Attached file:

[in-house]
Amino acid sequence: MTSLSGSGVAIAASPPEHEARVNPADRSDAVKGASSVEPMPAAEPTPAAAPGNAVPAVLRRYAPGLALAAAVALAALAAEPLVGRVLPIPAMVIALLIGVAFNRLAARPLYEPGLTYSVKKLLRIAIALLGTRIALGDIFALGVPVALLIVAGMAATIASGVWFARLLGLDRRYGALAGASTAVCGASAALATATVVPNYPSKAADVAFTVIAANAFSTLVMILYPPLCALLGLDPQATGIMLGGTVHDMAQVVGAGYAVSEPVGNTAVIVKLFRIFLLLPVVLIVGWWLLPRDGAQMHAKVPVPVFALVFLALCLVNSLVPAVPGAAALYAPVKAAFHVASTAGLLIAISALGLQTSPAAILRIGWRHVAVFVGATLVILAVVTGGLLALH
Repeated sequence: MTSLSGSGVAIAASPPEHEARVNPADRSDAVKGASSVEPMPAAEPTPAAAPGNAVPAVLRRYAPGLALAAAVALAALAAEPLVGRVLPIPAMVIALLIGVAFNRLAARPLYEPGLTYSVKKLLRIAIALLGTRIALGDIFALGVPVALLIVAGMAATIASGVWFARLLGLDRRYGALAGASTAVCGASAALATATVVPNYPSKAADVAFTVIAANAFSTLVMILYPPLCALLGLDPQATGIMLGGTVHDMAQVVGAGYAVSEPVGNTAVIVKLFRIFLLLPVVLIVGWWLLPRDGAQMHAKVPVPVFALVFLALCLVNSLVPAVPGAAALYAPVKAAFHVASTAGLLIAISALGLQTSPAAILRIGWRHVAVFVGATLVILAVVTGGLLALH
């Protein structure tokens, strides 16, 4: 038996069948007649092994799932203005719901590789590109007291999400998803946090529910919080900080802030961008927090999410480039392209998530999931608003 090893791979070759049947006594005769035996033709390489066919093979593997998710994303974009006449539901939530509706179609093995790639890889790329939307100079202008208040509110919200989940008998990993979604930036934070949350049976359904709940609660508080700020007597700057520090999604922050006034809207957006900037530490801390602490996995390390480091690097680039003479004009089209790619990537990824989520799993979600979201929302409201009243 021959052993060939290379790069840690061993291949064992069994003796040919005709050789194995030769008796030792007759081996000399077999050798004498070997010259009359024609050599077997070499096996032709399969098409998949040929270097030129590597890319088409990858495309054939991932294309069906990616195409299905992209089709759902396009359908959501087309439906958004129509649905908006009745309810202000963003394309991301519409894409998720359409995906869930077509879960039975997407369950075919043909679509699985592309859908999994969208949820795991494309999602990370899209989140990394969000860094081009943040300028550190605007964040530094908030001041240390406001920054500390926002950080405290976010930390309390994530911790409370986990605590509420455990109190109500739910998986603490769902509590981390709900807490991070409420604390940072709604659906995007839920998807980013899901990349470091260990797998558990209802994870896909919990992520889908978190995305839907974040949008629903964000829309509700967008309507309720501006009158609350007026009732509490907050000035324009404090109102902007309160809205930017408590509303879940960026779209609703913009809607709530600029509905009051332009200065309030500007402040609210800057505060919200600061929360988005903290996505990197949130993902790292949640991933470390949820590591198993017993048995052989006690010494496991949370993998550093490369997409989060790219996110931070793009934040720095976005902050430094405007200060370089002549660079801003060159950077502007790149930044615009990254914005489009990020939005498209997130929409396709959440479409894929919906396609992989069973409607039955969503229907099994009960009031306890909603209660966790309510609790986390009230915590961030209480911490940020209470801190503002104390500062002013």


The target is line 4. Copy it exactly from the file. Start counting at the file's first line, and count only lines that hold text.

């Protein structure tokens, strides 16, 4: 038996069948007649092994799932203005719901590789590109007291999400998803946090529910919080900080802030961008927090999410480039392209998530999931608003 090893791979070759049947006594005769035996033709390489066919093979593997998710994303974009006449539901939530509706179609093995790639890889790329939307100079202008208040509110919200989940008998990993979604930036934070949350049976359904709940609660508080700020007597700057520090999604922050006034809207957006900037530490801390602490996995390390480091690097680039003479004009089209790619990537990824989520799993979600979201929302409201009243 021959052993060939290379790069840690061993291949064992069994003796040919005709050789194995030769008796030792007759081996000399077999050798004498070997010259009359024609050599077997070499096996032709399969098409998949040929270097030129590597890319088409990858495309054939991932294309069906990616195409299905992209089709759902396009359908959501087309439906958004129509649905908006009745309810202000963003394309991301519409894409998720359409995906869930077509879960039975997407369950075919043909679509699985592309859908999994969208949820795991494309999602990370899209989140990394969000860094081009943040300028550190605007964040530094908030001041240390406001920054500390926002950080405290976010930390309390994530911790409370986990605590509420455990109190109500739910998986603490769902509590981390709900807490991070409420604390940072709604659906995007839920998807980013899901990349470091260990797998558990209802994870896909919990992520889908978190995305839907974040949008629903964000829309509700967008309507309720501006009158609350007026009732509490907050000035324009404090109102902007309160809205930017408590509303879940960026779209609703913009809607709530600029509905009051332009200065309030500007402040609210800057505060919200600061929360988005903290996505990197949130993902790292949640991933470390949820590591198993017993048995052989006690010494496991949370993998550093490369997409989060790219996110931070793009934040720095976005902050430094405007200060370089002549660079801003060159950077502007790149930044615009990254914005489009990020939005498209997130929409396709959440479409894929919906396609992989069973409607039955969503229907099994009960009031306890909603209660966790309510609790986390009230915590961030209480911490940020209470801190503002104390500062002013």